Before German Democracy could thus be downed this week, the Hitler Cabinet had to launch last week a juggernaut of super-suppressive measures & decrees for which they needed an excuse. What excuse could be better than the colossal act of arson which had just sent a $1,500,000 fire roaring through the Reichstag Building […] gutting completely the brown oak Reichstag Chamber and ruining its great dome of gilded copper and glass.

The Reichstag fire was set by Communists, police promptly charged. Over a nationwide radio hookup the Minister of Interior for Prussia, blustering Nazi Captain Hermann Wilhelm Göring, cried: “The Reichstag fire was to have been the signal for the outbreak of civil war! … The Communists had in readiness ‘terror squads’ of 200 each … These were to commit their dastardly acts disguised as units of our own Nazi Storm Troops and the Stahlhelm … The women and children of high Government officials were to have been kidnapped as hostages and used in the civil war as ‘living shields’!…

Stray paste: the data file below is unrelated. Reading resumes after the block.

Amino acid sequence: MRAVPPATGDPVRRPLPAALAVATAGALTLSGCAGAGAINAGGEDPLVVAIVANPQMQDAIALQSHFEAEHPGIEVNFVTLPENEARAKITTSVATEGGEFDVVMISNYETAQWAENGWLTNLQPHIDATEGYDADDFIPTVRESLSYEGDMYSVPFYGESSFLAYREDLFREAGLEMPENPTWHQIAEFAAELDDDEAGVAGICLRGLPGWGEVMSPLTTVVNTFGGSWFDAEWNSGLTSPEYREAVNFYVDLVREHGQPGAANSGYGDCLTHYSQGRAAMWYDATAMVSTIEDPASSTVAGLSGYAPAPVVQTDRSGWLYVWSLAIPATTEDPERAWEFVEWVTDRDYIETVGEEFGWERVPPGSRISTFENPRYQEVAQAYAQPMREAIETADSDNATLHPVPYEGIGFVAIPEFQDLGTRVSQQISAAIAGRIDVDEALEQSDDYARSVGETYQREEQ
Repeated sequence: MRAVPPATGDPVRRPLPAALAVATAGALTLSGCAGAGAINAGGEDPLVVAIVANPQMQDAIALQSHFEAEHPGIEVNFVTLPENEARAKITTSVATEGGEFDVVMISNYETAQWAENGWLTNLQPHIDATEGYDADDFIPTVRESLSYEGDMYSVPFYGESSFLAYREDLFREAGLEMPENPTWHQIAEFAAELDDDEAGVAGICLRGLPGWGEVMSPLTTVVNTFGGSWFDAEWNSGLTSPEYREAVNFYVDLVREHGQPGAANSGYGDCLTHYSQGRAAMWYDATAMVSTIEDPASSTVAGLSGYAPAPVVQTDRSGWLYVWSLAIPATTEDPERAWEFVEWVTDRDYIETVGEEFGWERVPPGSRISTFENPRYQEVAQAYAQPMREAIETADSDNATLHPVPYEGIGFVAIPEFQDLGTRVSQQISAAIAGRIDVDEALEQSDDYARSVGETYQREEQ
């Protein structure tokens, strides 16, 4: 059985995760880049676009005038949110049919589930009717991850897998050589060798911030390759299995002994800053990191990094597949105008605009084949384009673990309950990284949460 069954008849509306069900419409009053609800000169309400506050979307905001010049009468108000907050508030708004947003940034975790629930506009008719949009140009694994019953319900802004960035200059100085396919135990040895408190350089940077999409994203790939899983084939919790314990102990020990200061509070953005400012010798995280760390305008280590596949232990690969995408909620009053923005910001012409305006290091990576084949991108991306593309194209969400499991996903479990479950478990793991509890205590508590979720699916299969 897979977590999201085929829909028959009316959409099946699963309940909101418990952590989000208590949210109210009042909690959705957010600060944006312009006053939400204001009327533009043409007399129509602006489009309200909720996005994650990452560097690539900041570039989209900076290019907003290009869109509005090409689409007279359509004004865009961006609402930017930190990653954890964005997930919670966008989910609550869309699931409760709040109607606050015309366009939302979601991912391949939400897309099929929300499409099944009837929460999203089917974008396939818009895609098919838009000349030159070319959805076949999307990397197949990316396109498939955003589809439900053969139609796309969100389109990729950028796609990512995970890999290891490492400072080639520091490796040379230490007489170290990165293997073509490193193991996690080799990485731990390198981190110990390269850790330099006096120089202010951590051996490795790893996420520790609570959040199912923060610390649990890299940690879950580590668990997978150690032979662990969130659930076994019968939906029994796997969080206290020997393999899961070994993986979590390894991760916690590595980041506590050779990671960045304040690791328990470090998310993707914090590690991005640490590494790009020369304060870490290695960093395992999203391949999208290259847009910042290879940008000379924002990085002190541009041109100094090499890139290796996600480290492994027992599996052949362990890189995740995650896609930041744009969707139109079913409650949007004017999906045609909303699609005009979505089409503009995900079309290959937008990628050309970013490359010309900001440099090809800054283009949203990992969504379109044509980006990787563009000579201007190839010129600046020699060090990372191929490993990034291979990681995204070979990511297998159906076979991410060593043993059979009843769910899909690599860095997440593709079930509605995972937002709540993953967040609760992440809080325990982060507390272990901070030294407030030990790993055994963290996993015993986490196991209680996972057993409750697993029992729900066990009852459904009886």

“The Communists had organized to poison food … and burn down granaries throughout the Reich … They planned to use every kind of weapon—even hot water, knives and forks and boiling oil!…

“From all these horrors we have saved the Fatherland! We want to state clearly that the measures taken are not a mere defense against Communism. Ours is a fight to the finish until Communism has been absolutely uprooted in Germany!”

The “juggernaut” of new decrees included increasing the weaponry provided to Nazi troops (despite violation of the Treaty of Versailles) and the transfer of the majority of state powers from President Paul von Hindenburg to Hitler and his cabinet. Rights ensured by the German constitution were suspended, and a gag rule was placed on foreign journalists within the country, with severe punishments for violation. The German government was moved from Berlin to Potsdam. Within the month, TIME reported that nearly all of the country’s leading Communists and Socialists were in jail. By April, Nazis were using the threat of another fire to ensure the passage of the Enabling Act, which solidified Hitler’s place as dictatorial leader for years to come.

Whether Nazi involvement in the Reichstag fire was direct or indirect or, improbably, nonexistent, the result was the same.

TIME People

How a Speech Helped Hitler Take Power

Adolf Hitler (1889-1945) pronouncing a